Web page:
Impact of Selection and Demography on the Diffusion of Lactase Persistence – PLoS ONE

Here’s a freely accessible paper which amongst many considerations, discusses genetic diffusion in pastoral human populations at the Neolithic transition, and why Lactose Persistence, or specifically lactase persistence allele(s) (LCT*P),  which allows for the digestion of fresh milk, was strongly selected for in northern Europe, at the start of agricultural domestication. This is the introduction:

Lactase is an enzyme that allows lactose digestion in fresh milk. Its activity strongly decreases after the weaning phase in most humans. However, in many European individuals and in people from various populations of other continents, lactase is still active throughout adult life [1]. This dominantly inherited genetic trait is called lactase persistence and at least three mutations are tightly associated with it: −13,910 C/T (generally linked to −22,018 G/A) in northern Europe (100% association) [2], [3], −14,010 G/C in East Africa and −13,915 T/G in the Middle-East/North Africa [4], [5]. In this study, we will use LP to refer to the lactase persistence phenotype, LCT to refer to the lactase gene and LCT*P to refer to the lactase persistence associated allele(s).

The particular distribution of lactase persistence throughout the world indicates that this trait evolved under strong positive selection [5], [6], [7]. Two main hypotheses have been proposed: gene-culture coevolution (gcc) [8], [9], which suggests that lactose digestion confers a nutritional advantage to milk-consuming (e.g. pastoralist) populations; and calcium assimilation (cal) [10], which proposes that carriers of LCT*P are favoured in high-latitude regions, where lactose would substitute vitamin-D (deficient when sunlight is low) to allow accurate calcium assimilation, thus preventing rickets. Holden and Mace [11] studied the two mentioned hypotheses and a third one, proposing that LP was favoured in highly arid environments, where people would have drunk milk to prevent dehydration [12], [13]. Their conclusion was that LP is an adaptation to pastoralism, in agreement with the gcc model, while no evidence for the other hypotheses was found. Compatible with this theory, Coelho et al. [14] suggested that −13,910*T originated in Eurasia before the Neolithic Era, and observed a significant departure from neutrality of this variant in the few populations examined. On the other hand, these studies do not explain the significant correlation found between LP frequencies and latitude in Europe [15], as predicted by the cal model.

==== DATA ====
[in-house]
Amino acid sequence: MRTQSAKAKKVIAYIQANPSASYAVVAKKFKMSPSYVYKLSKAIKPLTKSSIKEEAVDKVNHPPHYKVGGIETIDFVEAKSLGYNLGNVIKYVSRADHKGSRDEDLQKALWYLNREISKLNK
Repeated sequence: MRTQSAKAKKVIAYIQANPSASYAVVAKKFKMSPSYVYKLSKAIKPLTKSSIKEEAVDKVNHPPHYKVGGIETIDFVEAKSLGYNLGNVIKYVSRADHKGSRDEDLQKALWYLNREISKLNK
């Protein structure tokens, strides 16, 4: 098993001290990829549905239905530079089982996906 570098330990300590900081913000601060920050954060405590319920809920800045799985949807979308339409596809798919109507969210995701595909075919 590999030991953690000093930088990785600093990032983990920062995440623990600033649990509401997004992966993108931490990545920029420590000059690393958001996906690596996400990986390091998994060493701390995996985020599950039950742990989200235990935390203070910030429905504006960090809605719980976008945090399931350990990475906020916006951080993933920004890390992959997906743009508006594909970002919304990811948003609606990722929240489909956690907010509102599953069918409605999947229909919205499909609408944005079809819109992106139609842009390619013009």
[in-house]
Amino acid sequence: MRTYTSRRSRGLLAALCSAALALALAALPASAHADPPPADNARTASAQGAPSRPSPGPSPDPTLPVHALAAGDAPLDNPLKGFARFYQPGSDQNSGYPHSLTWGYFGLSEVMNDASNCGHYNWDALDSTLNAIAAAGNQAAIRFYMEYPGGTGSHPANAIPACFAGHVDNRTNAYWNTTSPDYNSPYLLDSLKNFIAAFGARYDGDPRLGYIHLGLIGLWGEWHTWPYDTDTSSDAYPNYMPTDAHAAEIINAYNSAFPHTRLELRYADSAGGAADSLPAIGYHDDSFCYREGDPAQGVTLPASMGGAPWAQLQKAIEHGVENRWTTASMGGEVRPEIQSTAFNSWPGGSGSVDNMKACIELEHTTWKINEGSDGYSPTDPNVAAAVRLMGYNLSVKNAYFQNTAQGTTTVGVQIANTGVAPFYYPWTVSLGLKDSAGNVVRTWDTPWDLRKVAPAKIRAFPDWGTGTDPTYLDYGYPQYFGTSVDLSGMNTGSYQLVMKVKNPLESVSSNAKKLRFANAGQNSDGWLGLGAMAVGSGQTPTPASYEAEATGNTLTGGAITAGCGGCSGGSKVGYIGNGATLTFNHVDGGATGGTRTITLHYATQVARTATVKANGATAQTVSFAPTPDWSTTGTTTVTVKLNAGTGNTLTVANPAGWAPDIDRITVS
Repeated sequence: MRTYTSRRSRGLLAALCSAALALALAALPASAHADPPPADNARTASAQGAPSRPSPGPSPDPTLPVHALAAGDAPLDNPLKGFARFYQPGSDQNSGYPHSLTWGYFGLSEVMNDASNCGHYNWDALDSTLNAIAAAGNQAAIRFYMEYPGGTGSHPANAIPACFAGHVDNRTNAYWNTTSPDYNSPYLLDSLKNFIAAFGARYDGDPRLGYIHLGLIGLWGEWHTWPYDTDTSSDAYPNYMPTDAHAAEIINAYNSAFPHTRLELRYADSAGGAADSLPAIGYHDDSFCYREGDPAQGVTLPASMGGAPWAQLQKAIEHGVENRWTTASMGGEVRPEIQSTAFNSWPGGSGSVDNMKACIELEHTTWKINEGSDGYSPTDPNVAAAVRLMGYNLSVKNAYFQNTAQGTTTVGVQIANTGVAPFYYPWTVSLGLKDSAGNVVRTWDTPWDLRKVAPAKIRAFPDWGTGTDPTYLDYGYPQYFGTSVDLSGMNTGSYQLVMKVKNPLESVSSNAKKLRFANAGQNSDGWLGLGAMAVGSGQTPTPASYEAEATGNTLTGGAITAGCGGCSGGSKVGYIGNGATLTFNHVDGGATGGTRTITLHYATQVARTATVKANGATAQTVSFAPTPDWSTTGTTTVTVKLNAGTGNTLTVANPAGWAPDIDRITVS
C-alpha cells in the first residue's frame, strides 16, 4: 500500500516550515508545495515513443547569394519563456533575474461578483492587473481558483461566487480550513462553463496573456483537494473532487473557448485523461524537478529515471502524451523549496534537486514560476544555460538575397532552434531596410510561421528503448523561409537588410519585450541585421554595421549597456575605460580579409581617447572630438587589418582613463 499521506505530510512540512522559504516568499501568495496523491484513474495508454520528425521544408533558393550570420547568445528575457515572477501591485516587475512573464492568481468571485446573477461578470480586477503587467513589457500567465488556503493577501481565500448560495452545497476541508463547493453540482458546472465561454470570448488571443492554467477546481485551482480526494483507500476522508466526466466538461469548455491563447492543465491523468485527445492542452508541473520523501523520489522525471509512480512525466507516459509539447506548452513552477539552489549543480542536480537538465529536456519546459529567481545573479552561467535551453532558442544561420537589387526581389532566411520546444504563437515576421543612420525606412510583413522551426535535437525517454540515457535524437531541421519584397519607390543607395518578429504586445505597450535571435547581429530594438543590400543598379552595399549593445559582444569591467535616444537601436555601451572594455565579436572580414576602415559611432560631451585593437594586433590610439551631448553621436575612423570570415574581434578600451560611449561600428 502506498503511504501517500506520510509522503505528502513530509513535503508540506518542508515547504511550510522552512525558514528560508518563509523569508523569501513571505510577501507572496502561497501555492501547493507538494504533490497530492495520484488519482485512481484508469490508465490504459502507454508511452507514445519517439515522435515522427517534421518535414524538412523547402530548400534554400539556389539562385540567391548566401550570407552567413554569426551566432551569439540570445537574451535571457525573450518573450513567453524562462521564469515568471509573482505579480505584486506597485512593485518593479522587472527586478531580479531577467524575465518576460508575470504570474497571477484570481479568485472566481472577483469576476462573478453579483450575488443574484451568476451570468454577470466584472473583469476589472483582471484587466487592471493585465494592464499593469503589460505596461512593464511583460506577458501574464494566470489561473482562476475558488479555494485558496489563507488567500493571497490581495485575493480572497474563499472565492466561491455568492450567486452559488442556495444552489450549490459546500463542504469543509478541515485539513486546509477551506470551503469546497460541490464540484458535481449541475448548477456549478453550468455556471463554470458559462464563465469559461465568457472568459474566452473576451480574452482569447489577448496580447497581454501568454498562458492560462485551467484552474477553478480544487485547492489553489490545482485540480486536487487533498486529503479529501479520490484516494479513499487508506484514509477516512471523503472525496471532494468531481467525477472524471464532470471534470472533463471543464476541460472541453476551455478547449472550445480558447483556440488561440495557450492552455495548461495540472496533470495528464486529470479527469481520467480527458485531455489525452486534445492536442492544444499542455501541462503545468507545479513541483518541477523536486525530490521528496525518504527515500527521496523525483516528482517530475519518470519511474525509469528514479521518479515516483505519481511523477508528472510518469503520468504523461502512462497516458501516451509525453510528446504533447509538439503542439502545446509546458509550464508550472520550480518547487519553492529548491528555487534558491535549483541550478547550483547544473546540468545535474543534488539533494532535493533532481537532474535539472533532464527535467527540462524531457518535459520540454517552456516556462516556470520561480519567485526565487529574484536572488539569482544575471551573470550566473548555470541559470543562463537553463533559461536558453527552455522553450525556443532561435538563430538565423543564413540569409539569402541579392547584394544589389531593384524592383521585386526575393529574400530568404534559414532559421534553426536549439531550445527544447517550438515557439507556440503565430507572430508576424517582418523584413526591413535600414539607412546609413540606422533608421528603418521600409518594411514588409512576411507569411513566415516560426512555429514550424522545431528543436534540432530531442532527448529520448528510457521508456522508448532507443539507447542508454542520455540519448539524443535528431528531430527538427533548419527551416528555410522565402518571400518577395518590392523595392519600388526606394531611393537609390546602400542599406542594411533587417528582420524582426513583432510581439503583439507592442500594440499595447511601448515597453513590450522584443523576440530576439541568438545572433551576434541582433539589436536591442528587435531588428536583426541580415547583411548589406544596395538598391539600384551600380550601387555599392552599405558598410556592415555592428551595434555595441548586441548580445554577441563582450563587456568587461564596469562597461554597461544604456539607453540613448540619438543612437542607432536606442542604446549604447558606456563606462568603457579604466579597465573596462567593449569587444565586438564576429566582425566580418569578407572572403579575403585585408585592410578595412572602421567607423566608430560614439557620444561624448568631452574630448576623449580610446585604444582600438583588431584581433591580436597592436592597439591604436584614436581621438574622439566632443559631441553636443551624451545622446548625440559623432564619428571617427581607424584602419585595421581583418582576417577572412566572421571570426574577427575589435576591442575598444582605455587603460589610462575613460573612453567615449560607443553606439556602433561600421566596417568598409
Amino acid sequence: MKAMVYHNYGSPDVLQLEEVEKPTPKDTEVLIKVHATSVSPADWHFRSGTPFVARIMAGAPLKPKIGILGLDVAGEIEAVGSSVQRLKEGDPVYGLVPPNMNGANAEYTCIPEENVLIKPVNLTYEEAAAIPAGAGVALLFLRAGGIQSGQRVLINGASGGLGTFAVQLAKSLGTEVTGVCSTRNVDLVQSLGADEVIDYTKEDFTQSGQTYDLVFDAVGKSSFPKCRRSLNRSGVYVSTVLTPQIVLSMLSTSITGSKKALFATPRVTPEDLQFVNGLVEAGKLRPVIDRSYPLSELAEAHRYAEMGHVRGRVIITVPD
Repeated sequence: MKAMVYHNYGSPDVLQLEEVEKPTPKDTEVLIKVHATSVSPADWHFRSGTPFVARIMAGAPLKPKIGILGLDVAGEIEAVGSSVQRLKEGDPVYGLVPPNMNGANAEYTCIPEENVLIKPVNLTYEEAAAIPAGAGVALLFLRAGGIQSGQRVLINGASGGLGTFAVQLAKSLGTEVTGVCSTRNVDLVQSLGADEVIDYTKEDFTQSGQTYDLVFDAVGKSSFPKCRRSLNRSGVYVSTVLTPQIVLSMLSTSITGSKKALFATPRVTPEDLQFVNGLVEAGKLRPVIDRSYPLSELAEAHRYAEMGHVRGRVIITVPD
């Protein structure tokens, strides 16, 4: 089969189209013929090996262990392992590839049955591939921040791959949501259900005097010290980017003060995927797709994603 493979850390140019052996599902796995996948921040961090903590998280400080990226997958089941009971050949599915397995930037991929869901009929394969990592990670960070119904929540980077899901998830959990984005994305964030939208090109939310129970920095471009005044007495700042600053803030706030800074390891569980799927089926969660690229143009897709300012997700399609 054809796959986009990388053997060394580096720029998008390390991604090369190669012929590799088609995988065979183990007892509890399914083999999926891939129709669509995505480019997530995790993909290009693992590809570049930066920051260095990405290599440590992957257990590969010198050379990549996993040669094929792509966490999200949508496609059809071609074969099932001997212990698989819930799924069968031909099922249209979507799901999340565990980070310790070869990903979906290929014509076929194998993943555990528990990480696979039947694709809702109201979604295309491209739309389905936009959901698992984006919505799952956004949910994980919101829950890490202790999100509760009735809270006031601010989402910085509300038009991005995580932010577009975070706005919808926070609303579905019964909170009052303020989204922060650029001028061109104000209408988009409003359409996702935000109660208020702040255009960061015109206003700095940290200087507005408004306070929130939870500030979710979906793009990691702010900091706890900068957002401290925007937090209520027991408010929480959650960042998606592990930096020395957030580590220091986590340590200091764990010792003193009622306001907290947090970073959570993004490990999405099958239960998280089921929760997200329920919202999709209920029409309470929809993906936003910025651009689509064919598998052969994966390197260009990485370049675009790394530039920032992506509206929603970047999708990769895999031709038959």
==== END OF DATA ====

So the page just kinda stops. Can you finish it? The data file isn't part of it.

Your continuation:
Reference: Selection and Demography on the Diffusion of Lactase Persistence

Gerbault P, Moret C, Currat M, Sanchez-Mazas A, 2009 Impact of Selection and Demography on the Diffusion of Lactase Persistence. PLoS ONE 4(7): e6369. doi:10.1371/journal.pone.0006369

See also: Science DailyLonger Life For Milk Drinkers, Study Suggests

4 thoughts on “Impact of Selection and Demography on the Diffusion of Lactase Persistence – PLoS ONE

  1. Interesting. I miss the sampling of Basques, who have the highest lactase persistence levels in Southern Europe (very close to those found in the North in fact).

    Several factors are speculative. There is some (necessarily scant) evidence that Neolithic Central Europeans did not have the LPT gene but we know nothing of Atlantic Neolithics, among whom this trait is most common nowadays. This is important, I’d say, because the trait shows significant correlation with neutral genes, like Rh, what makes me think it was actually present in relative high levels among pre-Neolithic Europeans (why? accident maybe – otherwise I’d have to start speculating again about Magdalenian horse domestication).

    Whatever the case the authors seem to have confirmed some selection in NW Europe for this trait (but looks neutral in the rest).

  2. pretty interesting archaeogenetics. has anyone studied whether vitamin d production differences in the northernmost regions of europe versus the southernmost regions is so vastly different that rickets is more of a problem in say, scandinavia compared to northern spain?

  3. Vitamin D is much more than mere rickets. Vitamin D is essential for correct brain development in embryos and children, for good bactericidal response and even prevents artherosclerosis.

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